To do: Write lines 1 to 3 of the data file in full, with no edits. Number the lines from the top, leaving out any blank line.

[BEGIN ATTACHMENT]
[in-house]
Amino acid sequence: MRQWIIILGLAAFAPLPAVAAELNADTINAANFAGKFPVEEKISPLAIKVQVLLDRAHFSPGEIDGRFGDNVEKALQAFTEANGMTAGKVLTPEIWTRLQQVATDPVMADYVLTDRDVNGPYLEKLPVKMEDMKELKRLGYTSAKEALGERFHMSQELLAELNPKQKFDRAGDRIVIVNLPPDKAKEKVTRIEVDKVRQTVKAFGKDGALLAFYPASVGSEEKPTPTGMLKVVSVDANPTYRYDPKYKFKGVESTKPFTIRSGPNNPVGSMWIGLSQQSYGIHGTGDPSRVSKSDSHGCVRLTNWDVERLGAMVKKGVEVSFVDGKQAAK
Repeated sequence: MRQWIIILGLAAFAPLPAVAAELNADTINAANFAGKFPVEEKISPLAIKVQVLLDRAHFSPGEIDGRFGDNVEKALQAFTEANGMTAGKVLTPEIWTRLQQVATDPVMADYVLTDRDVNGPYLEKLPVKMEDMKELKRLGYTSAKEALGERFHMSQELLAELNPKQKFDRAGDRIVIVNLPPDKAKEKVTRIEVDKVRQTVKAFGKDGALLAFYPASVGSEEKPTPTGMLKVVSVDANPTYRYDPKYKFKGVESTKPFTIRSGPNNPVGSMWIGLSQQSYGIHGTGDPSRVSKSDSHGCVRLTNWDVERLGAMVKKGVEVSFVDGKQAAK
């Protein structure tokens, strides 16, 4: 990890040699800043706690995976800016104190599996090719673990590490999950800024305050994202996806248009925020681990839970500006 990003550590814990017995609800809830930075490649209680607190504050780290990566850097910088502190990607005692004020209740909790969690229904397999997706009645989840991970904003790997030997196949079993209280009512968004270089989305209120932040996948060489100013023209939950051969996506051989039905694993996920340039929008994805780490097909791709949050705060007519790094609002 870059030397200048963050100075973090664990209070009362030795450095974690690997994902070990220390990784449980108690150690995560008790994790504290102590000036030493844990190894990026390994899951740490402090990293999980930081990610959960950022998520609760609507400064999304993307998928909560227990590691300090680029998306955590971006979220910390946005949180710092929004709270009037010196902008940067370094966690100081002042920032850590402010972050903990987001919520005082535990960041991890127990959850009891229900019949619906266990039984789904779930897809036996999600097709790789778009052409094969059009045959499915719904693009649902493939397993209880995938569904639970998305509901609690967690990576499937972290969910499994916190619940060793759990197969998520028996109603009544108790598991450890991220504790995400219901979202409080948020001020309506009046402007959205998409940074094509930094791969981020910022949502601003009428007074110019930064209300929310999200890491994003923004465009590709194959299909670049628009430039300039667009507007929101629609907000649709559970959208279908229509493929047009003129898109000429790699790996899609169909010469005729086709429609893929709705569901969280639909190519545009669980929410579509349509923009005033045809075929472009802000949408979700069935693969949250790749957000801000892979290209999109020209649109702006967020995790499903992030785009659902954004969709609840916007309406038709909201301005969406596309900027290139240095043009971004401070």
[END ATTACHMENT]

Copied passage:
[in-house]
Amino acid sequence: MRQWIIILGLAAFAPLPAVAAELNADTINAANFAGKFPVEEKISPLAIKVQVLLDRAHFSPGEIDGRFGDNVEKALQAFTEANGMTAGKVLTPEIWTRLQQVATDPVMADYVLTDRDVNGPYLEKLPVKMEDMKELKRLGYTSAKEALGERFHMSQELLAELNPKQKFDRAGDRIVIVNLPPDKAKEKVTRIEVDKVRQTVKAFGKDGALLAFYPASVGSEEKPTPTGMLKVVSVDANPTYRYDPKYKFKGVESTKPFTIRSGPNNPVGSMWIGLSQQSYGIHGTGDPSRVSKSDSHGCVRLTNWDVERLGAMVKKGVEVSFVDGKQAAK
Repeated sequence: MRQWIIILGLAAFAPLPAVAAELNADTINAANFAGKFPVEEKISPLAIKVQVLLDRAHFSPGEIDGRFGDNVEKALQAFTEANGMTAGKVLTPEIWTRLQQVATDPVMADYVLTDRDVNGPYLEKLPVKMEDMKELKRLGYTSAKEALGERFHMSQELLAELNPKQKFDRAGDRIVIVNLPPDKAKEKVTRIEVDKVRQTVKAFGKDGALLAFYPASVGSEEKPTPTGMLKVVSVDANPTYRYDPKYKFKGVESTKPFTIRSGPNNPVGSMWIGLSQQSYGIHGTGDPSRVSKSDSHGCVRLTNWDVERLGAMVKKGVEVSFVDGKQAAK